|Operating system||DISK-BASIC, CP/M|
|CPU||NEC μPD780C (Z80 compatible) @ 4 MHz|
The first member of the PC-8000 series, the PC-8001 went on sale September 28, 1979 for ¥168,000. Its design combined the keyboard and the mainboard into a single unit. At a time when most micro-computers were sold as "semi-kits" requiring end user assembly, the fully assembled PC-8001 was a rarity in the market. Peripherals included a printer, a cassette tape storage unit, and a CRT interface. Although it is often believed to be the first domestically produced personal computer for the Japanese market, in reality it was preceded by the Hitachi Basic Master.
- CPU: NEC μPD780C (Z80 compatible) running at 4 MHz
- Memory: 16/32 KB
- Text display: 40 columns x 20 lines - 80 columns x 25 lines
- Graphic display: 160x100 pixels, 8 colors 
- Operating system: DISK-BASIC, CP/M
- BASIC interpreter: N-BASIC (Microsoft 24KB BASIC)
A higher-performance, more graphically capable revision of the PC-8001, the Mark II debuted in March 1983 for a price of 123,000 yen.
While its most obvious improvement was in its graphical capabilities, the Mark II also included an internal 5.25" floppy disk interface as well as two internal expansion slots, doing away with the need for an "expansion box" to permit upgrades. The internal BASIC was changed as well, from the 24KB N-BASIC to a 32KB "N80-BASIC" that added new conditional statements as well as graphics commands.
While the price of the PC-8001mkII was comparable with other 8-bit computer offerings at the time, its graphics were notably worse than its competitors (most likely an attempt on NEC's part to avoid competing with their own, higher-powered PC-8800 series). This led to a relative dearth of software produced for it, particularly games.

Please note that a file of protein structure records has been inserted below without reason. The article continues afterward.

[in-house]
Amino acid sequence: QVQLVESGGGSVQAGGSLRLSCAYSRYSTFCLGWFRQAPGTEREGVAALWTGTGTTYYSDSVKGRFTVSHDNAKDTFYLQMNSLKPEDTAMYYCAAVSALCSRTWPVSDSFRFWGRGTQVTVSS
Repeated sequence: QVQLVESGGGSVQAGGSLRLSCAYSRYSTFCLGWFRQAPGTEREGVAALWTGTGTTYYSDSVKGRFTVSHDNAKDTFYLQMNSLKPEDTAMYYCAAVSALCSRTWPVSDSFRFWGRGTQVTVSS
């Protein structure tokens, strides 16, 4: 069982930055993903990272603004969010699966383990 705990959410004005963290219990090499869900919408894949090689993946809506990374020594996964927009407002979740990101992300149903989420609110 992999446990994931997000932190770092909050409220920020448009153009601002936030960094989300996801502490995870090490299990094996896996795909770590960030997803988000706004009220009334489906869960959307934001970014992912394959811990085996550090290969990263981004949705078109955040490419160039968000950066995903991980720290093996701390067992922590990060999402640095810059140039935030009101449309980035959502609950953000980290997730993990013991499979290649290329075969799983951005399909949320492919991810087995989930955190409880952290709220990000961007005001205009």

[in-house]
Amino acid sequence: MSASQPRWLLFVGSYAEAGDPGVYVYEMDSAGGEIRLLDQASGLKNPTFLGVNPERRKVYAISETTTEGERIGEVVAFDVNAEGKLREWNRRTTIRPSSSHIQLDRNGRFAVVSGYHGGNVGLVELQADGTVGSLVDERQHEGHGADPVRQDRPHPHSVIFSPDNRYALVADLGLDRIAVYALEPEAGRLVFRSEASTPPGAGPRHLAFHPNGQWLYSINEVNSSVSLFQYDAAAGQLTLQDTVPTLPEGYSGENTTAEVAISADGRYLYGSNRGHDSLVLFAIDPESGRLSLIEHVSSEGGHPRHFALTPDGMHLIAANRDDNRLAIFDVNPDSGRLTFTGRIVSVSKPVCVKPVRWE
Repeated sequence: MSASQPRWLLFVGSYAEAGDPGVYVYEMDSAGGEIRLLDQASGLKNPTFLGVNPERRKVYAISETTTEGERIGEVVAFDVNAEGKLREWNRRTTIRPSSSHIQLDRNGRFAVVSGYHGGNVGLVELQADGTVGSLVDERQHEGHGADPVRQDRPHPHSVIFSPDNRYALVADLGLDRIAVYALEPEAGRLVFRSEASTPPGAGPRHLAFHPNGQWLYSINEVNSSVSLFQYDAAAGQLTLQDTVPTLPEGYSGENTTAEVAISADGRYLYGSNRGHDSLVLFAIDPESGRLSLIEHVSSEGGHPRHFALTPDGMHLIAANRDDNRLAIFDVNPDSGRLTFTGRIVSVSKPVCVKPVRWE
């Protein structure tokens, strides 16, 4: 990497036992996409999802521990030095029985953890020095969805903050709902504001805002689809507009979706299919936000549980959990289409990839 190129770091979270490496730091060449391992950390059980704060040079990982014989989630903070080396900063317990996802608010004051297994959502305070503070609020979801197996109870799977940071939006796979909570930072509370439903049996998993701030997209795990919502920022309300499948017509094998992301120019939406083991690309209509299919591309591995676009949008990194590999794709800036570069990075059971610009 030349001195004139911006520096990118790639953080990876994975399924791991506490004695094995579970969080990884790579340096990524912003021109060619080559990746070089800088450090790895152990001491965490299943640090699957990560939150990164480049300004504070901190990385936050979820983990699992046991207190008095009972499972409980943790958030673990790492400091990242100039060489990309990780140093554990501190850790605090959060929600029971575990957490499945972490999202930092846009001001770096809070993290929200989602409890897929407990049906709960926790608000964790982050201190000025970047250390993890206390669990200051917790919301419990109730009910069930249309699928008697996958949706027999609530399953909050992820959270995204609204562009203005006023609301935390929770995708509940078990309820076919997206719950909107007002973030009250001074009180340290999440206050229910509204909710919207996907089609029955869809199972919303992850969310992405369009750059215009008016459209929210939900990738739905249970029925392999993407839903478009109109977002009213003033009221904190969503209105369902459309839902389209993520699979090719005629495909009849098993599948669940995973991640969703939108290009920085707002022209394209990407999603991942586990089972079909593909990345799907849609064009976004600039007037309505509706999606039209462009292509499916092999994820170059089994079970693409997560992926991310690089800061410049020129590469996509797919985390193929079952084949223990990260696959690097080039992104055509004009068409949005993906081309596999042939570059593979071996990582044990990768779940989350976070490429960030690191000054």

A games-oriented revision of the PC-8001mkII with significantly better graphics and sound, making its debut in January 1985 for 108,000 yen.
The mkIISR increased the frame-buffer memory from 16KB to 48KB, allowing for 640×200-pixel graphics or 320×200-pixel double-buffered graphics modes. Additionally, the primitive PC speaker was replaced by an FM synthesis audio system. Its internal BASIC was also updated to allow usage of this new hardware, as well as providing mkII and PC-8001 compatibility modes (although a significant proportion of older software would not run properly under these modes). Other changes included the change of one general-purpose expansion slot to a Kanji character ROM expansion slot, a PC-8800 series keyboard connector, and an Atari-style joystick connector.
Although handicapped by the lack of English documentation, BYTE's American reviewers concluded in January 1981 after evaluating a unit purchased in Japan that "the PC-8001 appears to be an attractive, well-planned, and well-made personal computer ... Most people who have seen our PC-8001 feel that, if it were sold in our country, it would provide strong competition for any of the color-based home computers currently being sold".
- Forster, Winnie (2005). The encyclopedia of consoles, handhelds & home computers 1972 - 2005. GAMEPLAN. p. 33. ISBN 3-00-015359-4.
- Webster, Tony (1981). Microcomputer Buyer's Guide. p. 208.
- "Buyer's Guide". Which Micro?: 104. April 1983.
- Keith, Michael; Kocher, C P (January 1981). "The NEC PC-8001: A New Japanese Personal Computer". BYTE. pp. 72–88. Retrieved 18 October 2013.
- Available software at 2012 and picture of NEC PC-8001
- PC-8001, Oldcomputer.com
|NEC Personal Computers||Succeeded by